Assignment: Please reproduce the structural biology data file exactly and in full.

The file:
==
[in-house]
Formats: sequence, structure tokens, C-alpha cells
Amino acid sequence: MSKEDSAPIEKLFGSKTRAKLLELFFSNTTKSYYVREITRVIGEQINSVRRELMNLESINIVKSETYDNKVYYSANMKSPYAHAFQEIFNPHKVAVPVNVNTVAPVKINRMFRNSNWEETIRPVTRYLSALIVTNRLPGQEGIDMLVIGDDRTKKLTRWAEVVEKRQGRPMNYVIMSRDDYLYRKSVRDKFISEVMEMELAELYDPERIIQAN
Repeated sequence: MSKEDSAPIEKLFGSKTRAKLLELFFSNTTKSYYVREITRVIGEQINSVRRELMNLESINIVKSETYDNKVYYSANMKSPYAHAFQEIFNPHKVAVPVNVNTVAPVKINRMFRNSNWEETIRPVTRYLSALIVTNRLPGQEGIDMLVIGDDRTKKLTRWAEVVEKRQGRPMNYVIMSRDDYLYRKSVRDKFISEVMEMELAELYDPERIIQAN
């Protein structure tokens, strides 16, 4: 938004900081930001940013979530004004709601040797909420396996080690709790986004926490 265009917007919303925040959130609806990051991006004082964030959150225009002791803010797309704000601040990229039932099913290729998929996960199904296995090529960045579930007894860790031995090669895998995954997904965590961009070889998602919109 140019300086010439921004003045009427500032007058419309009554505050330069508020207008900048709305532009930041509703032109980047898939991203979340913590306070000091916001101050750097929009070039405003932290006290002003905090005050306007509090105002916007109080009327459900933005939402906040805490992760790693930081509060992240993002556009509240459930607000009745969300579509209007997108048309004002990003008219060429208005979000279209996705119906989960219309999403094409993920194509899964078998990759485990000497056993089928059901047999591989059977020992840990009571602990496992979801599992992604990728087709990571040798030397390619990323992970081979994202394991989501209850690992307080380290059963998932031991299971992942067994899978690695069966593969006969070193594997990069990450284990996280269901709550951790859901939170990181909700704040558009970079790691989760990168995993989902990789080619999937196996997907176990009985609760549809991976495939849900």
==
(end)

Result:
[in-house]
Formats: sequence, structure tokens, C-alpha cells
Amino acid sequence: MSKEDSAPIEKLFGSKTRAKLLELFFSNTTKSYYVREITRVIGEQINSVRRELMNLESINIVKSETYDNKVYYSANMKSPYAHAFQEIFNPHKVAVPVNVNTVAPVKINRMFRNSNWEETIRPVTRYLSALIVTNRLPGQEGIDMLVIGDDRTKKLTRWAEVVEKRQGRPMNYVIMSRDDYLYRKSVRDKFISEVMEMELAELYDPERIIQAN
Repeated sequence: MSKEDSAPIEKLFGSKTRAKLLELFFSNTTKSYYVREITRVIGEQINSVRRELMNLESINIVKSETYDNKVYYSANMKSPYAHAFQEIFNPHKVAVPVNVNTVAPVKINRMFRNSNWEETIRPVTRYLSALIVTNRLPGQEGIDMLVIGDDRTKKLTRWAEVVEKRQGRPMNYVIMSRDDYLYRKSVRDKFISEVMEMELAELYDPERIIQAN
């Protein structure tokens, strides 16, 4: 938004900081930001940013979530004004709601040797909420396996080690709790986004926490 265009917007919303925040959130609806990051991006004082964030959150225009002791803010797309704000601040990229039932099913290729998929996960199904296995090529960045579930007894860790031995090669895998995954997904965590961009070889998602919109 140019300086010439921004003045009427500032007058419309009554505050330069508020207008900048709305532009930041509703032109980047898939991203979340913590306070000091916001101050750097929009070039405003932290006290002003905090005050306007509090105002916007109080009327459900933005939402906040805490992760790693930081509060992240993002556009509240459930607000009745969300579509209007997108048309004002990003008219060429208005979000279209996705119906989960219309999403094409993920194509899964078998990759485990000497056993089928059901047999591989059977020992840990009571602990496992979801599992992604990728087709990571040798030397390619990323992970081979994202394991989501209850690992307080380290059963998932031991299971992942067994899978690695069966593969006969070193594997990069990450284990996280269901709550951790859901939170990181909700704040558009970079790691989760990168995993989902990789080619999937196996997907176990009985609760549809991976495939849900």